In Game 1, James Shields will make the start for the White Sox in spite of having to pitch a long (28-pitch) inning in relief two days ago. Shields has walked more batters than he has struck out this year, allowing 9 earned runs in 18 innings en route to a 1.56 WHIP. The 36-year-old starter is now down to just above 90 mph on his fastball, leading some to question whether he may choose to develop a knuckleball as a way of extending his career. The Astros put Cy Young winner Justin Verlander on the mound, behind whom the team has won three of four starts. Verlander’s most recent start (April 15 against the Rangers) was his most masterful of the season, going 8 innings and giving up just 1 hit – which happened to be a solo home run. Verlander took a tough-luck no-decision in that game as the Astros went on to lose by a score of 3-1.
In Game 2, Dallas Keuchel will look to put to rest the ghosts of his most recent start at Guaranteed Rate Field. In that August 8, 2017 outing, Keuchel gave up 8 runs – 3 of them in the first frame alone – and the Astros went on to lose the game, 8-5, in spite of strong relief appearances by James Hoyt and Joe Musgrove. Like Verlander, Keuchel is coming off his best start of the year, going 8 innings while giving up only 2 runs against the Mariners on April 16. Keuchel’s success this year has seemed to hinge to a large extent on the willingness of the home plate umpire to call the strike at the knees. Against Keuchel, the White Sox will put up Lucas Giolito. Giolito has managed two quality starts in his three appearances this year, but has walked 12 while striking out only 8. Partly as a result of giving up so many free passes, Giolito has allowed 11 earned runs this year in 18 innings of work, earning him a 5.50 ERA.
The third game of the series will pit Lance McCullers Jr. against the relatively obscure arm of Reynaldo Lopez. McCullers came back from a horrible 8-run outing against the Twins to hold the Mariners to a single hit in 7 innings of work on April 17. McCullers currently leads the MLB in 14.6 strikeouts per 9 innings pitched, with mound colleague Gerrit Cole in fourth place at 13.2 K/9. Though not nearly as well-known, Reynaldo Lopez should not be taken lightly by the Astros. Lopez has emerged as his team’s WAR leader in the young season, allowing just 3 runs in 19 innings. No doubt a source of frustration to the 24-year-old out of the Dominican Republic, lack of run support and subpar fielding have conspired to prevent Lopez from winning a single game this year in spite of his success on the mound. In eight starts last season, Lopez was not nearly as successful, pitching to a 4.72 ERA over 47.2 innings.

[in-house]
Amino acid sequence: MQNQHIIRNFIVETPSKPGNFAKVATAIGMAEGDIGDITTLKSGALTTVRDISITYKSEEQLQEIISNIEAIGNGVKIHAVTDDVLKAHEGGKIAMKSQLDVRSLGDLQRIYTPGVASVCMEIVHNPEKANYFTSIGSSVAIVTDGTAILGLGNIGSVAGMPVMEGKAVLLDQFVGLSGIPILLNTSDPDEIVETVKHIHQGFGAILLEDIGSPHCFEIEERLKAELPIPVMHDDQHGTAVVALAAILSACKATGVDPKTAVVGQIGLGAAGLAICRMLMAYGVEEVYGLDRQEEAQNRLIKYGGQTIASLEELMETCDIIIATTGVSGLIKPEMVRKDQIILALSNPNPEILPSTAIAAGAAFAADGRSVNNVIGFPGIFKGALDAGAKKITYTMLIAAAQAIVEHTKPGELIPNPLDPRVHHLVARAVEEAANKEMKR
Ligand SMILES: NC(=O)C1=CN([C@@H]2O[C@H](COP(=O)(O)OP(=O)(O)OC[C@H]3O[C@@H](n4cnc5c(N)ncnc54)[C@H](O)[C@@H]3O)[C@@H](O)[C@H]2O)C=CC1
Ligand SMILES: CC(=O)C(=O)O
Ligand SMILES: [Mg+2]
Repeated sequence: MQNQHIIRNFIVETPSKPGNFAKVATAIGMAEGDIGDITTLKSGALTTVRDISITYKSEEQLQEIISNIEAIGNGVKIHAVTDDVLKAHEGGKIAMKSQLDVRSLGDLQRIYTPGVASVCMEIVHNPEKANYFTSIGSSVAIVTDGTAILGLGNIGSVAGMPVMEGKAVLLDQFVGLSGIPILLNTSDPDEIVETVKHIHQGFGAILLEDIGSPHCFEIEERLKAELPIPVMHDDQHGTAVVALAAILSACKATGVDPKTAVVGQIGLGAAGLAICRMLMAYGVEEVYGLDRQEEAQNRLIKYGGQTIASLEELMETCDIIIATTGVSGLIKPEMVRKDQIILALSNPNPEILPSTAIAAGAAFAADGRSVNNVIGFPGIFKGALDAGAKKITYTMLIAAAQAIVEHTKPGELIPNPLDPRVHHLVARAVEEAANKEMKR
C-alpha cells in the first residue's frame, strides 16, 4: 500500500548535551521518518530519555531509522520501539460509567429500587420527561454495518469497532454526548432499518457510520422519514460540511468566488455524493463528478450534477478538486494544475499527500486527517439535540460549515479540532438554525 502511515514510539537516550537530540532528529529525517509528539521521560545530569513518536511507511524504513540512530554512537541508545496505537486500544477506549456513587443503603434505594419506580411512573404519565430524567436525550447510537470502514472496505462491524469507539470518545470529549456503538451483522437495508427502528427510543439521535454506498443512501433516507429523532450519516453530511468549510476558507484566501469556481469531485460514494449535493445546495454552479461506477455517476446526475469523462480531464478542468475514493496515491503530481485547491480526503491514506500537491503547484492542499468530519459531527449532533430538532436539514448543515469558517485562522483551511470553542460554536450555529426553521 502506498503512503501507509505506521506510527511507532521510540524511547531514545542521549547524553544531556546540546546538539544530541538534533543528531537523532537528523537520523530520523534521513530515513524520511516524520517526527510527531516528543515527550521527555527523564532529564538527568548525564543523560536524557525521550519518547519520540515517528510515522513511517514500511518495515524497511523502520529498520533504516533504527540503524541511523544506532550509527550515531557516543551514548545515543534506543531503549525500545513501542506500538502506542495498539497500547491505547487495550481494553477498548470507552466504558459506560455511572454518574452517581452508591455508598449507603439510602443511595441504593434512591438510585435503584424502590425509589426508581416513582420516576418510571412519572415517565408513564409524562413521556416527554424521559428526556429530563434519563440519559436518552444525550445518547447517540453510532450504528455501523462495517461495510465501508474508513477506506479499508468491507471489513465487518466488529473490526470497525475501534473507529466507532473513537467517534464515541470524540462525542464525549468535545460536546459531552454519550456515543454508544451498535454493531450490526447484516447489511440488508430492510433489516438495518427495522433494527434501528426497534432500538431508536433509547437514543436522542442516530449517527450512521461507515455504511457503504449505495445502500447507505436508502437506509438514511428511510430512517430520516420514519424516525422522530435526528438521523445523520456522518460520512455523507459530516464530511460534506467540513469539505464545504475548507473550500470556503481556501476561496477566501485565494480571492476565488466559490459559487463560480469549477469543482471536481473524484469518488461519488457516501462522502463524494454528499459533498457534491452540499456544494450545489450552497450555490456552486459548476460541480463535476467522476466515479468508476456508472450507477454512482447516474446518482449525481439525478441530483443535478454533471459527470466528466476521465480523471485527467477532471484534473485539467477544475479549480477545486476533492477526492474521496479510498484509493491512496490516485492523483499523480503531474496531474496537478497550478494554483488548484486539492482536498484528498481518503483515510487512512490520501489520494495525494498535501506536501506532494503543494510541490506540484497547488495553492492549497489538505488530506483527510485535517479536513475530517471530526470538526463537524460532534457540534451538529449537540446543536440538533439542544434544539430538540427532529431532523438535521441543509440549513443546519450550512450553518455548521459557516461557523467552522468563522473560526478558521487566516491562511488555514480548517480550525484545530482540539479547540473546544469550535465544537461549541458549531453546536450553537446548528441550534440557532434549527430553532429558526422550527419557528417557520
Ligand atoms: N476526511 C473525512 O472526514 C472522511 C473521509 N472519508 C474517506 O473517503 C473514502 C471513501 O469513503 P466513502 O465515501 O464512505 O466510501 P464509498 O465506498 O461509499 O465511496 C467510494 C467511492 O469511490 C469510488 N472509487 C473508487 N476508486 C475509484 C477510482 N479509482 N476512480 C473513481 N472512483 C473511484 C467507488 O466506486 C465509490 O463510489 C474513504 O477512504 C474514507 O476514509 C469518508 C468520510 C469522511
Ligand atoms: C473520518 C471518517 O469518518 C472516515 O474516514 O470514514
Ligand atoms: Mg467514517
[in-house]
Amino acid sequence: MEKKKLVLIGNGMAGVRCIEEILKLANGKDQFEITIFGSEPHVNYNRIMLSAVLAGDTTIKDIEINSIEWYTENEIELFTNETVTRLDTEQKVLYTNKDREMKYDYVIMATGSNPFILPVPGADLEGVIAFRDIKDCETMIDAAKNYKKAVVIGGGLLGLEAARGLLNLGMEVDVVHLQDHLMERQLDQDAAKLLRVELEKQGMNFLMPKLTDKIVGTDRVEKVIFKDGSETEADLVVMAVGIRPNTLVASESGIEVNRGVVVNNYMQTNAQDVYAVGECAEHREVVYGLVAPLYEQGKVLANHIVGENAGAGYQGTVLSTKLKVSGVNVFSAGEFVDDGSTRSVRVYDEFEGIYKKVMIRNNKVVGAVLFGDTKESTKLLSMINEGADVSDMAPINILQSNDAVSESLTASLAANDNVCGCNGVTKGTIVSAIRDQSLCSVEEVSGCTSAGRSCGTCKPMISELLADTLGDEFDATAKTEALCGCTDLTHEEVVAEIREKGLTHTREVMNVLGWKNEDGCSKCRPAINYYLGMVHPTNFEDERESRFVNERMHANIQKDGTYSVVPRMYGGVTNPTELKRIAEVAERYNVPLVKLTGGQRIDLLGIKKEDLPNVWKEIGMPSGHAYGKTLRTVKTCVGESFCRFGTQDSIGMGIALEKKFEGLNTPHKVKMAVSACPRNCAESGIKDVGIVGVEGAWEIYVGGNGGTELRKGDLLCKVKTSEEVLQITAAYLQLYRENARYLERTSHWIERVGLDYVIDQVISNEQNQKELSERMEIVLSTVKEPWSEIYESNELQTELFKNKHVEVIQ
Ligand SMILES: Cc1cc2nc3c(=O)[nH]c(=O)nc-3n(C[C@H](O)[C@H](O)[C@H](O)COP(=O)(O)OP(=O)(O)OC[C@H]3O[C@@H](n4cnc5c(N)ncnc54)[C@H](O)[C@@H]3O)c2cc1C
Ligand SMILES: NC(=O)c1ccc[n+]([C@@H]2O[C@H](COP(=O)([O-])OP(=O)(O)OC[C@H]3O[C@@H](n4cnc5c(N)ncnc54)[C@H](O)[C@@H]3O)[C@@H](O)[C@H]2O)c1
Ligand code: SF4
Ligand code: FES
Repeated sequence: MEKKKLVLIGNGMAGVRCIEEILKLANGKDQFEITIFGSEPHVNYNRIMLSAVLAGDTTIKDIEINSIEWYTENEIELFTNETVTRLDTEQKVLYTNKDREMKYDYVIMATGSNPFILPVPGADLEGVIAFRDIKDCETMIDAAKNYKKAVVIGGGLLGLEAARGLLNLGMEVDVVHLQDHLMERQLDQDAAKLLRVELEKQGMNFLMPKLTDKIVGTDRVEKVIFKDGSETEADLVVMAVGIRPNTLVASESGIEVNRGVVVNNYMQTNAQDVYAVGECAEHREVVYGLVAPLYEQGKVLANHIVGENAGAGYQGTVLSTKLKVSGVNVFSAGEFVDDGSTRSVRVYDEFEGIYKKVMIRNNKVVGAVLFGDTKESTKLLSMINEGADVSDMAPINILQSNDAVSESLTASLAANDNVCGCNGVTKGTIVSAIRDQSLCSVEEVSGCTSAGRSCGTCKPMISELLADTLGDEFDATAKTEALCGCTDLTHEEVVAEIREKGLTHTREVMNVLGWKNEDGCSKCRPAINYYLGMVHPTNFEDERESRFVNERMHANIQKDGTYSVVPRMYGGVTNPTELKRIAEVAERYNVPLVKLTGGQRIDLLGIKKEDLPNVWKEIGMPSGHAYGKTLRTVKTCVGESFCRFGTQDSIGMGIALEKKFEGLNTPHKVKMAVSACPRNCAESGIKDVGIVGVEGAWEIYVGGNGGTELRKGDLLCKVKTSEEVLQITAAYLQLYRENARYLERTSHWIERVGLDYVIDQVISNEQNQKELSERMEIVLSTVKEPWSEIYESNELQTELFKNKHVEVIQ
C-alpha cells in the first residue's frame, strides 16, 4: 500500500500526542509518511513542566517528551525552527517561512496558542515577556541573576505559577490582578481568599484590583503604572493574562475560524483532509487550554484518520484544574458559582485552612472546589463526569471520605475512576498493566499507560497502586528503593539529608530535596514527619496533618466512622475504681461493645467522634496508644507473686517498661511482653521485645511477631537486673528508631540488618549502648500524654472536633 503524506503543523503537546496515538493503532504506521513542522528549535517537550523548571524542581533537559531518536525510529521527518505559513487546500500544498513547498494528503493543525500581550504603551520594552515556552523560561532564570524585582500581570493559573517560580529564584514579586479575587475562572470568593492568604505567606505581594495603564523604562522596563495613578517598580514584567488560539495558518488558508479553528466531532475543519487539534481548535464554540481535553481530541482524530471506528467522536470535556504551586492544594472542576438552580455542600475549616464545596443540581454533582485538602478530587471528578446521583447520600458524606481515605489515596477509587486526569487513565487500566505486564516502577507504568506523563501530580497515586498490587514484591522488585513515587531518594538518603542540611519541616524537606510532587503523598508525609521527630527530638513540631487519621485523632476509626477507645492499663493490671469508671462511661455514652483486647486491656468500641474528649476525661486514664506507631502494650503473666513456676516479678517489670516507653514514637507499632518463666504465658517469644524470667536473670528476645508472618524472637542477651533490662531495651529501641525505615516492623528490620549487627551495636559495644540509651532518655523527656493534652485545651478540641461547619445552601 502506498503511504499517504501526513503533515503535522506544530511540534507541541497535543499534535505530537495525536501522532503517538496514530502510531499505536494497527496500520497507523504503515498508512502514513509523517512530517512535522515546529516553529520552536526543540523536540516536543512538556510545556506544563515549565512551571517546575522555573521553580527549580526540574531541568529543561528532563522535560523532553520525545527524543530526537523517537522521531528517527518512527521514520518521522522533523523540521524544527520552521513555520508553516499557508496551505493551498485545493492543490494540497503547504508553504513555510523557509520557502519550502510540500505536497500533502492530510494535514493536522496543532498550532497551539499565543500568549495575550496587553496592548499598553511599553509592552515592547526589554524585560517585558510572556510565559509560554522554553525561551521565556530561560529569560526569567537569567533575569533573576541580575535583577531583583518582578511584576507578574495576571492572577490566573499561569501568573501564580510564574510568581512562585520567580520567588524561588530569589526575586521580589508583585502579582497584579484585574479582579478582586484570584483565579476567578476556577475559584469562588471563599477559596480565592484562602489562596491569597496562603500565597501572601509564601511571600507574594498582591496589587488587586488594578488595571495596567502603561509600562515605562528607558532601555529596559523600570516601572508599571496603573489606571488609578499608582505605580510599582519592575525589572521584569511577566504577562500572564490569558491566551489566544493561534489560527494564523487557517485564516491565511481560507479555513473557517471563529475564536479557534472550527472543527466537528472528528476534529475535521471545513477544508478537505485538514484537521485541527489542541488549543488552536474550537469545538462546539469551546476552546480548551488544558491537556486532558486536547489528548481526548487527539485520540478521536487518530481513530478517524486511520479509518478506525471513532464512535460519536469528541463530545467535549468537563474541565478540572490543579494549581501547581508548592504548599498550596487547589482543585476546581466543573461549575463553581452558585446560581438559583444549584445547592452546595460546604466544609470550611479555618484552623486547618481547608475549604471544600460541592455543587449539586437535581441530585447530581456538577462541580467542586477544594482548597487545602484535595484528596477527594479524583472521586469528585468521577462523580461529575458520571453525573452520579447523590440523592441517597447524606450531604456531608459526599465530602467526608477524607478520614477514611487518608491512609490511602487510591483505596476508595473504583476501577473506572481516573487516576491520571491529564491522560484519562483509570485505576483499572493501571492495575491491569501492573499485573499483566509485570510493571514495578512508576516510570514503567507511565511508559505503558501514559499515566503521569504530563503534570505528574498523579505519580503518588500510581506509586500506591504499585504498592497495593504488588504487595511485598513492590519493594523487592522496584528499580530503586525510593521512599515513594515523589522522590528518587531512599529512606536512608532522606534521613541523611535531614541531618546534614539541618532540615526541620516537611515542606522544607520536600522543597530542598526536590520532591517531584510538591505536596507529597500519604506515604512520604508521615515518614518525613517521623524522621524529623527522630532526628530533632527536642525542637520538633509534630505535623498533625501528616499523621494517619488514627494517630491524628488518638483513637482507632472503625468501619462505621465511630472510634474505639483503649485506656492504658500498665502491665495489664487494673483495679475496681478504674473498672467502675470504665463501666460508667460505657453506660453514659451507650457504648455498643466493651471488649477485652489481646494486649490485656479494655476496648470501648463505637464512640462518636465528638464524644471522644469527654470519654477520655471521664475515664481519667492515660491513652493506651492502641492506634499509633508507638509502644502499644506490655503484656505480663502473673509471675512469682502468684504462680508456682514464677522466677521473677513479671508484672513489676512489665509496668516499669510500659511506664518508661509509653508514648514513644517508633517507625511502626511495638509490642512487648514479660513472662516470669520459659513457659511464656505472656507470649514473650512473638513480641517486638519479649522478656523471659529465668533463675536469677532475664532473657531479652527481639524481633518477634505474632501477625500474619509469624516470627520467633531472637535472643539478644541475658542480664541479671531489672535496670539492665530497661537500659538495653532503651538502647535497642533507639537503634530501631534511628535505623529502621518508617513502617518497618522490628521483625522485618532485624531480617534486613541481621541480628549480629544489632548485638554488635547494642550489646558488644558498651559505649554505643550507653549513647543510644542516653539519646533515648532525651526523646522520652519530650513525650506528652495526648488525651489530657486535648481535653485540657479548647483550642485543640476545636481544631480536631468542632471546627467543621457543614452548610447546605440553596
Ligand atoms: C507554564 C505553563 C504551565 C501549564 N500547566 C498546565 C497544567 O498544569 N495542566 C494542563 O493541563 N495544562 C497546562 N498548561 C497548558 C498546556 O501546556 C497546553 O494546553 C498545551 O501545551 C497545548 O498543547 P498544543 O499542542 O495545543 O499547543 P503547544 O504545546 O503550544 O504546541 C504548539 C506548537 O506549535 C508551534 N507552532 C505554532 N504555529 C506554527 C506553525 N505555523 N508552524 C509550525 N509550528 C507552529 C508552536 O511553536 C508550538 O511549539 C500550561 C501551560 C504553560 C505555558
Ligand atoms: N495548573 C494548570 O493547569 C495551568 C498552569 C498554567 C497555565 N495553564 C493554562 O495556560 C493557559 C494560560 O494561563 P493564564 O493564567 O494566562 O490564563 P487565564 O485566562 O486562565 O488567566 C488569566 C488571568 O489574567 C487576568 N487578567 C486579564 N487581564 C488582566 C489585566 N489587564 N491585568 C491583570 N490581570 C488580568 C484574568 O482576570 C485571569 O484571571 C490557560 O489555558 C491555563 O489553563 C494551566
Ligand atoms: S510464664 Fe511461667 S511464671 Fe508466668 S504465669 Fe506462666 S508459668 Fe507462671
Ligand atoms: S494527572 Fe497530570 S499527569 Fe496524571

Battle of the Bullpens
Although former Astros farmhand Juan Minaya began the season with the White Sox, he has recently been optioned to AAA Charlotte.
The White Sox bullpen as a whole has failed to support the starting rotation well, running a 5.71 ERA which is surpassed only by the Royals’ bullpen at an incredible 7.94. However, manager Rick Renteria has recently moved some of his most underperforming relievers to the minors, including both Minaya and Gregory Infante. Some sources of hope for the Chicago bullpen have included Nate Jones (1 earned run allowed in 6.1 innings) and Bruce Rondon (2 earned runs allowed in 6.1 innings).
Although Astros fans are perhaps a little spoiled by the performance of the team’s starting rotation (2.26 ERA, 2.94 FIP over 123.2 innings), the bullpen really has not performed all that badly in comparison to bullpens around the American League. The Houston bullpen boasts a collective 2.89 ERA, good for third place in the AL behind the relief staffs of the Blue Jays (2.30 ERA) and Indians (2.79 ERA). It is also among the best-rested of bullpens in MLB, throwing only 56 innings over the team’s first 20 games or an average of 2.8 innings per game. (Compare that to the White Sox bullpen, which has had to throw an average of 3.9 innings per game.) Really only Joe Smith and Ken Giles have struggled early on for the Astros; and given their stellar recent seasons, it would be overly pessimistic to write them off at this point. On the other hand, Collin McHugh (.179 average against), Chris Devenski (.194 average against), and Will Harris (2 earned runs allowed over 8.1 innings) have all been difficult for opponents to score on.
It’s back to cool weather for the Astros, with temps in the Chicago area in the low 50s about an hour before game time. However, the way the bats heated up in Seattle, the Astros will try to quickly knock off the chill of the Windy City. May both teams play well and safely. Go Stros!